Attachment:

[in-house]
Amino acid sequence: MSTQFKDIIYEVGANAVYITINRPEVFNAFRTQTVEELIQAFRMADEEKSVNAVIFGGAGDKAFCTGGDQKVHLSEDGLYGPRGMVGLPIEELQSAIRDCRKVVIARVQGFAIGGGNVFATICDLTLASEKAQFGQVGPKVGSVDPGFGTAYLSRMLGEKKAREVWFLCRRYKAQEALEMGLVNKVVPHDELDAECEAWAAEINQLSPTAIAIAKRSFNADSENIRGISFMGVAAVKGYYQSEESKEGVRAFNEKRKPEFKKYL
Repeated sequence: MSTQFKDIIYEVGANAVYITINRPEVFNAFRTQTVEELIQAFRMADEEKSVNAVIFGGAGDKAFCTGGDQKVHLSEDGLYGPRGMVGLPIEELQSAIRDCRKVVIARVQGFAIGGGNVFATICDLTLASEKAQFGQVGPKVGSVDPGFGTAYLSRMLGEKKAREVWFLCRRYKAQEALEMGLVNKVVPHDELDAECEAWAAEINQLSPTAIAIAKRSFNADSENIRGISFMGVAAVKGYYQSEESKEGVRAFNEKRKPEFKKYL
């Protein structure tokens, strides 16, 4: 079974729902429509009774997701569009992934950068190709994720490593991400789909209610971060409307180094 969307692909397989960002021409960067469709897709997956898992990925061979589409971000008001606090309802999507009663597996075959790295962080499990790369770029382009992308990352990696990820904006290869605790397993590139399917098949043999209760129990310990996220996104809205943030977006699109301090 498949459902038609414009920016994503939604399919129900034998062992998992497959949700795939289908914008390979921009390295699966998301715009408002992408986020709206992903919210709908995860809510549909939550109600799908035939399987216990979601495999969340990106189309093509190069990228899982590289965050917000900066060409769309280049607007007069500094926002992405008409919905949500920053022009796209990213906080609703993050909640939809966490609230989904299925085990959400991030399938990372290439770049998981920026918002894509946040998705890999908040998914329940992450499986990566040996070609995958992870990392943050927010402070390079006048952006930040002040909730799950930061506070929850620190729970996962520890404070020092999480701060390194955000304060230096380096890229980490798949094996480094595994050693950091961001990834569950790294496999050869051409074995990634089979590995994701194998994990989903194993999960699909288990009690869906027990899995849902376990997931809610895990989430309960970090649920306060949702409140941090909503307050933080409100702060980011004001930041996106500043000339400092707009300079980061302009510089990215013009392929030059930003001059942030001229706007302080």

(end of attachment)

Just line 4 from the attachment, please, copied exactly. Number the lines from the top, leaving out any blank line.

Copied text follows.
């Protein structure tokens, strides 16, 4: 079974729902429509009774997701569009992934950068190709994720490593991400789909209610971060409307180094 969307692909397989960002021409960067469709897709997956898992990925061979589409971000008001606090309802999507009663597996075959790295962080499990790369770029382009992308990352990696990820904006290869605790397993590139399917098949043999209760129990310990996220996104809205943030977006699109301090 498949459902038609414009920016994503939604399919129900034998062992998992497959949700795939289908914008390979921009390295699966998301715009408002992408986020709206992903919210709908995860809510549909939550109600799908035939399987216990979601495999969340990106189309093509190069990228899982590289965050917000900066060409769309280049607007007069500094926002992405008409919905949500920053022009796209990213906080609703993050909640939809966490609230989904299925085990959400991030399938990372290439770049998981920026918002894509946040998705890999908040998914329940992450499986990566040996070609995958992870990392943050927010402070390079006048952006930040002040909730799950930061506070929850620190729970996962520890404070020092999480701060390194955000304060230096380096890229980490798949094996480094595994050693950091961001990834569950790294496999050869051409074995990634089979590995994701194998994990989903194993999960699909288990009690869906027990899995849902376990997931809610895990989430309960970090649920306060949702409140941090909503307050933080409100702060980011004001930041996106500043000339400092707009300079980061302009510089990215013009392929030059930003001059942030001229706007302080």